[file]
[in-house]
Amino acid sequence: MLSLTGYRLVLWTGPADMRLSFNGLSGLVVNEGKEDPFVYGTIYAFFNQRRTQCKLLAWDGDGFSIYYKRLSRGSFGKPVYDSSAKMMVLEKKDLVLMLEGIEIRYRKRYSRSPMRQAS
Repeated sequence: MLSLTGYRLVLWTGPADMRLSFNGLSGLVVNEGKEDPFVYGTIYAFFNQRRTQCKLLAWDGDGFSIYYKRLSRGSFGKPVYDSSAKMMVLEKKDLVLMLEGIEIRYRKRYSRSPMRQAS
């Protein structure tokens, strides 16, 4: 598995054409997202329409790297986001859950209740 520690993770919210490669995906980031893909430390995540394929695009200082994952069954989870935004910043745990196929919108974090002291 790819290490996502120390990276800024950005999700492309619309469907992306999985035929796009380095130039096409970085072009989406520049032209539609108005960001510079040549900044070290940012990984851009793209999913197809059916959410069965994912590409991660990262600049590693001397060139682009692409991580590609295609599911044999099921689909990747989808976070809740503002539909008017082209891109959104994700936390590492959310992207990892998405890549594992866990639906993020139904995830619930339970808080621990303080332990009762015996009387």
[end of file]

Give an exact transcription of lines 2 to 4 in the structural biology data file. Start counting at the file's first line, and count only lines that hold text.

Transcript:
Amino acid sequence: MLSLTGYRLVLWTGPADMRLSFNGLSGLVVNEGKEDPFVYGTIYAFFNQRRTQCKLLAWDGDGFSIYYKRLSRGSFGKPVYDSSAKMMVLEKKDLVLMLEGIEIRYRKRYSRSPMRQAS
Repeated sequence: MLSLTGYRLVLWTGPADMRLSFNGLSGLVVNEGKEDPFVYGTIYAFFNQRRTQCKLLAWDGDGFSIYYKRLSRGSFGKPVYDSSAKMMVLEKKDLVLMLEGIEIRYRKRYSRSPMRQAS
């Protein structure tokens, strides 16, 4: 598995054409997202329409790297986001859950209740 520690993770919210490669995906980031893909430390995540394929695009200082994952069954989870935004910043745990196929919108974090002291 790819290490996502120390990276800024950005999700492309619309469907992306999985035929796009380095130039096409970085072009989406520049032209539609108005960001510079040549900044070290940012990984851009793209999913197809059916959410069965994912590409991660990262600049590693001397060139682009692409991580590609295609599911044999099921689909990747989808976070809740503002539909008017082209891109959104994700936390590492959310992207990892998405890549594992866990639906993020139904995830619930339970808080621990303080332990009762015996009387």